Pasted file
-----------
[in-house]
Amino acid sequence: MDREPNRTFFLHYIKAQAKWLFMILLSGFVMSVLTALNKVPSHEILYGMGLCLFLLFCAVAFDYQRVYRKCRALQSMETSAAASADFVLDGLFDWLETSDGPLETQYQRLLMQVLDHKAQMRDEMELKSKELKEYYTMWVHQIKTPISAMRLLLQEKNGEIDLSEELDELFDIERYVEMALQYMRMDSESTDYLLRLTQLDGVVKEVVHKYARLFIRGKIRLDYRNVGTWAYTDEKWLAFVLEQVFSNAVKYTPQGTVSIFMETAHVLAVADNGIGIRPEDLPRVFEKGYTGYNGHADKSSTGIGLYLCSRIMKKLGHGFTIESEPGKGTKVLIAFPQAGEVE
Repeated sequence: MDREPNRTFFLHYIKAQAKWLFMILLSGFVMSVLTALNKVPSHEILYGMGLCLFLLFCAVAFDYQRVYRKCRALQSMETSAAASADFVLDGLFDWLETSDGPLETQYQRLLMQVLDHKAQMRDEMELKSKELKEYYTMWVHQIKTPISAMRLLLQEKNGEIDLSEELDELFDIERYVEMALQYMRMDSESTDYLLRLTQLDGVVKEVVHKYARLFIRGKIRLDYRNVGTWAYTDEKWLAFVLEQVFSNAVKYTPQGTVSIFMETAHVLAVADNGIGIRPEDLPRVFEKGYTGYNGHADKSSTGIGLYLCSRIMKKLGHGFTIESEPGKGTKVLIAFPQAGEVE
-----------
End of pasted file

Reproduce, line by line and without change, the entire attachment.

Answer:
[in-house]
Amino acid sequence: MDREPNRTFFLHYIKAQAKWLFMILLSGFVMSVLTALNKVPSHEILYGMGLCLFLLFCAVAFDYQRVYRKCRALQSMETSAAASADFVLDGLFDWLETSDGPLETQYQRLLMQVLDHKAQMRDEMELKSKELKEYYTMWVHQIKTPISAMRLLLQEKNGEIDLSEELDELFDIERYVEMALQYMRMDSESTDYLLRLTQLDGVVKEVVHKYARLFIRGKIRLDYRNVGTWAYTDEKWLAFVLEQVFSNAVKYTPQGTVSIFMETAHVLAVADNGIGIRPEDLPRVFEKGYTGYNGHADKSSTGIGLYLCSRIMKKLGHGFTIESEPGKGTKVLIAFPQAGEVE
Repeated sequence: MDREPNRTFFLHYIKAQAKWLFMILLSGFVMSVLTALNKVPSHEILYGMGLCLFLLFCAVAFDYQRVYRKCRALQSMETSAAASADFVLDGLFDWLETSDGPLETQYQRLLMQVLDHKAQMRDEMELKSKELKEYYTMWVHQIKTPISAMRLLLQEKNGEIDLSEELDELFDIERYVEMALQYMRMDSESTDYLLRLTQLDGVVKEVVHKYARLFIRGKIRLDYRNVGTWAYTDEKWLAFVLEQVFSNAVKYTPQGTVSIFMETAHVLAVADNGIGIRPEDLPRVFEKGYTGYNGHADKSSTGIGLYLCSRIMKKLGHGFTIESEPGKGTKVLIAFPQAGEVE